Anyone got any ideas how to turn this around and cause the phishes to fall on THEIR faces and lose?
    Let us face it, they are the ultimate scum of the cryptocurrency markets.
    And can anybody confirm or deny what has happened to the MONERO market? I hear that it is in a state of stagnation until something or other (bug? Some sort of problem related to the provision of the currency?) is fixed… At the moment the price is still 1/35 BTC. I see MONERO as the next big CC which will inevitably grow and rise beyond its current capabilities and truly become a, or THE main rival to BTC as the CC of choice, there are already at least three Marketplaces on the DN that accept both.
    Anything to add, my friends?

  2. have a look a BURST i believe that to be the next big Crypto in the next few years…. remember what would buy a pizza would now buy a mansion in BTC terms from when that first hit and burst is going in the same direction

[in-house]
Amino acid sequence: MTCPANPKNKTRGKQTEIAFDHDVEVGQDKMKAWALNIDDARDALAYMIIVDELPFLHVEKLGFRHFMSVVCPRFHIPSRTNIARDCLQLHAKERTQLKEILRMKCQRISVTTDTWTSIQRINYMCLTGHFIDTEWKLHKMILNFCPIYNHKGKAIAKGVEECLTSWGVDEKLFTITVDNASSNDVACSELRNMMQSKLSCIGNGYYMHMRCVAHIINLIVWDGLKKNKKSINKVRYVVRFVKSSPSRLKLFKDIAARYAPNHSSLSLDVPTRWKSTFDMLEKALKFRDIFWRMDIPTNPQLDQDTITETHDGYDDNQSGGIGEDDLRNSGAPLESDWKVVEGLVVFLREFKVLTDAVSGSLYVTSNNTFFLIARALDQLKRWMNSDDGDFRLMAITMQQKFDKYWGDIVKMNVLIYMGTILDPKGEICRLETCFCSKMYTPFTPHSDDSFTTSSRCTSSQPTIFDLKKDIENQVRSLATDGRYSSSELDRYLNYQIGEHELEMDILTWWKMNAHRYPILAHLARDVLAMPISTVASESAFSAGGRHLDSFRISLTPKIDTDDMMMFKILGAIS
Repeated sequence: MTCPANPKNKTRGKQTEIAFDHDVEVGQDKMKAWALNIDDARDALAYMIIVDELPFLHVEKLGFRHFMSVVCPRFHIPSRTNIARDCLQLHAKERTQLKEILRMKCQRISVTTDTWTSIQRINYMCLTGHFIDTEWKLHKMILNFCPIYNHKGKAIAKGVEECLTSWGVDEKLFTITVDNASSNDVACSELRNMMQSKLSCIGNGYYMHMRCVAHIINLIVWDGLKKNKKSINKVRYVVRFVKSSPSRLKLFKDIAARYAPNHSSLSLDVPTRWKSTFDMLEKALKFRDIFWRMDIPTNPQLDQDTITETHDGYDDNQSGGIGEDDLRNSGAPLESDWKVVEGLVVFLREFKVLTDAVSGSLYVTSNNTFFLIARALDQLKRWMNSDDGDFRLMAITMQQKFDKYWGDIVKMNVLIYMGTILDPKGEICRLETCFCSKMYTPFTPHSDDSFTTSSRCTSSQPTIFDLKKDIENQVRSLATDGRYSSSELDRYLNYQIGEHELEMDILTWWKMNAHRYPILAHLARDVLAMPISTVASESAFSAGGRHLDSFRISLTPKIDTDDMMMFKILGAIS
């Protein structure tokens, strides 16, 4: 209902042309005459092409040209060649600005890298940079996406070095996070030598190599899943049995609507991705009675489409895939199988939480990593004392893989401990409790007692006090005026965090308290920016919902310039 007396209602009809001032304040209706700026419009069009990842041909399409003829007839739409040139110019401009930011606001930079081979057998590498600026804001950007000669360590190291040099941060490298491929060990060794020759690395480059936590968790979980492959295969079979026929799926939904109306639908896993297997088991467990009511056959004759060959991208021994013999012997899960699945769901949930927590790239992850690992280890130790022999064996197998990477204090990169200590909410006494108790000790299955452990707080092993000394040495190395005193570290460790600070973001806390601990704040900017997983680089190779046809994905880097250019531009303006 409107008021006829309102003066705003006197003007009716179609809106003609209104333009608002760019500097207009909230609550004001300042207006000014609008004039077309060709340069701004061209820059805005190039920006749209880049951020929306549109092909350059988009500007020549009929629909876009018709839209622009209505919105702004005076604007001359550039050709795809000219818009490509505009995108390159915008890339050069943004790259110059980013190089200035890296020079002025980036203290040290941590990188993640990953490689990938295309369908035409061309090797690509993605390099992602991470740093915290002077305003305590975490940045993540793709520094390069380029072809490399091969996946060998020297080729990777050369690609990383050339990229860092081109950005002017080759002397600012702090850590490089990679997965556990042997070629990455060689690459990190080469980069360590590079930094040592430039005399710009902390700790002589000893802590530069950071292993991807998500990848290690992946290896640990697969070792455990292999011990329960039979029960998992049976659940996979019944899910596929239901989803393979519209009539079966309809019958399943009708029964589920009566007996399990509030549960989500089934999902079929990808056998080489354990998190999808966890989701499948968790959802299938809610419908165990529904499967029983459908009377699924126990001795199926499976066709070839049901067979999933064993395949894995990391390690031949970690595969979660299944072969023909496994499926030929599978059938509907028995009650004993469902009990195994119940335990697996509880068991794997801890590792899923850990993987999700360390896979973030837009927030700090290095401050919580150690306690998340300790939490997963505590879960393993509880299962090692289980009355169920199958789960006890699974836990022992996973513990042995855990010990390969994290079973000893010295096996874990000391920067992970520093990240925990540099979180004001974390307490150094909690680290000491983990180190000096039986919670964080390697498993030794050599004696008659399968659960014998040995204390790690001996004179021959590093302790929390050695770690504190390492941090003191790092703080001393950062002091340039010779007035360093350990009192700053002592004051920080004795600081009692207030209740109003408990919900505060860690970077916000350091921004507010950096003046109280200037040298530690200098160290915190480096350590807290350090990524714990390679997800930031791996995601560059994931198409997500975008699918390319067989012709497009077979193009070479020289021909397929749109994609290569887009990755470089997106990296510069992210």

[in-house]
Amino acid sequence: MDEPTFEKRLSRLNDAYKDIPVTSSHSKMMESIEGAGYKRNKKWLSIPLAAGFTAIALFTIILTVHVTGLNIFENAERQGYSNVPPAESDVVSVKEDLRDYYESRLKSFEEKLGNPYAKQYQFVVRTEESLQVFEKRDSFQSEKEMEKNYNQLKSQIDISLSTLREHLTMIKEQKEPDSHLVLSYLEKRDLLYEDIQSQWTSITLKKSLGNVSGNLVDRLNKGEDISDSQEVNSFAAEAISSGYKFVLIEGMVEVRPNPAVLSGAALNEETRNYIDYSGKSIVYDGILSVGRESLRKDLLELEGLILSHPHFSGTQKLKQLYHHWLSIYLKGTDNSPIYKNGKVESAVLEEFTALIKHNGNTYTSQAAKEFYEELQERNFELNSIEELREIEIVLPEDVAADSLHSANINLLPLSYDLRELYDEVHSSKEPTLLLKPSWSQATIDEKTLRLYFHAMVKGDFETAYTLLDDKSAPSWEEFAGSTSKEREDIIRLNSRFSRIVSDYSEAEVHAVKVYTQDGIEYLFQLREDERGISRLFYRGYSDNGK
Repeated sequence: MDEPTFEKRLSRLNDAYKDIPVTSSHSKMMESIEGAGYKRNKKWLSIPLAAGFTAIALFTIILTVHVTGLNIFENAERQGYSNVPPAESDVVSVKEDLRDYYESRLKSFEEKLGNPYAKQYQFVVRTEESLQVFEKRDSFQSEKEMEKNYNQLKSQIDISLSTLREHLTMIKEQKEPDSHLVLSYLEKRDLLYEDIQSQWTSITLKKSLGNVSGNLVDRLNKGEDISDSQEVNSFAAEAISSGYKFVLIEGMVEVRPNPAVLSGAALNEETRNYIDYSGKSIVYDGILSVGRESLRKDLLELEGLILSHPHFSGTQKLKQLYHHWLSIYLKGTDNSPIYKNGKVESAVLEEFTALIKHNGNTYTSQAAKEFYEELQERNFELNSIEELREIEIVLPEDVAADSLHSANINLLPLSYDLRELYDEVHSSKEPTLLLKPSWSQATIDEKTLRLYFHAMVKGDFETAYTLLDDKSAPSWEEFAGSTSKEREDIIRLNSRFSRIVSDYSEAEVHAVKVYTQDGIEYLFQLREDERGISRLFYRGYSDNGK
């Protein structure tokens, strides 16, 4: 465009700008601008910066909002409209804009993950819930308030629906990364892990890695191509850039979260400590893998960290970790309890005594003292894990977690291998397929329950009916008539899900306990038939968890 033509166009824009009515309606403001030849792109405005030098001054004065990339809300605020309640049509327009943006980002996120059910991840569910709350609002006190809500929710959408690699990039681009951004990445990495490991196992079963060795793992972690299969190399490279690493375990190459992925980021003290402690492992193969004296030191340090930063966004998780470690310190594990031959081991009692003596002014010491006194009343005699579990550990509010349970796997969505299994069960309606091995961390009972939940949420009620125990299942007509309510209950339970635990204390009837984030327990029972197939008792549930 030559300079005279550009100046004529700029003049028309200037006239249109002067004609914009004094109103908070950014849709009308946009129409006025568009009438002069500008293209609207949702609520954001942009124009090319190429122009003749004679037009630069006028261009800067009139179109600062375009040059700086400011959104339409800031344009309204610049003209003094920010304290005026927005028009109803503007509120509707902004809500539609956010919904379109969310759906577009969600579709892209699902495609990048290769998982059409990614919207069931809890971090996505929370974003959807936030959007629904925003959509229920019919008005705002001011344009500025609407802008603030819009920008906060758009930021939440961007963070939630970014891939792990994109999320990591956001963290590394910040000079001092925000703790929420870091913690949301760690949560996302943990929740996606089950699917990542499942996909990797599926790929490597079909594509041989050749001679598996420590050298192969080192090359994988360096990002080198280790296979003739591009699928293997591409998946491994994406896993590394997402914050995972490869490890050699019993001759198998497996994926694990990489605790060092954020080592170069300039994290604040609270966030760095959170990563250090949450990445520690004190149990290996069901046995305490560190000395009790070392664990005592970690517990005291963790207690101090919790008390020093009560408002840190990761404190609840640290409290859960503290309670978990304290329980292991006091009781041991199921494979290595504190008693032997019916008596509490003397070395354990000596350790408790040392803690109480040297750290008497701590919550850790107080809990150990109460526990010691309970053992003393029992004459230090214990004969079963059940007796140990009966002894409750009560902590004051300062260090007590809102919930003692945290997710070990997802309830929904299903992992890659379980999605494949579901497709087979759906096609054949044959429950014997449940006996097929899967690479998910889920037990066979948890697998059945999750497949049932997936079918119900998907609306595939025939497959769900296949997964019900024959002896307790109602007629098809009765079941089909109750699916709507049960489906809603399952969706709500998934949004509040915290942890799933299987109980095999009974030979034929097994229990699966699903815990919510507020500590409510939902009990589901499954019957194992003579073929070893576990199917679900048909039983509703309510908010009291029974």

3. The best way you can thwart these attacks is to disable java or better yet not install it at all as most of the ransomware viruses are written in java, flash is another popular attack threat. Be careful of where you browse and block ads, many of the viruses are spread through an infected ad on a harmless page. Use common sense when browsing and good anti malware. If you are on tor be sure ad block is enabled and no script is turned on. This should keep you safe. Common sense and good anti malware is the key to staying safe on the web. I have seen the crypto locker virus at work and it is ingenious. There are many versions and they keep writing new ones as the old ones are detected.from an IT security perspective I find it fascinating and have watched it in a sandboxed environment very effectively encrypt while network drives as well as the computer’s hard drive leaving some institutions no choice but to pay the ransom!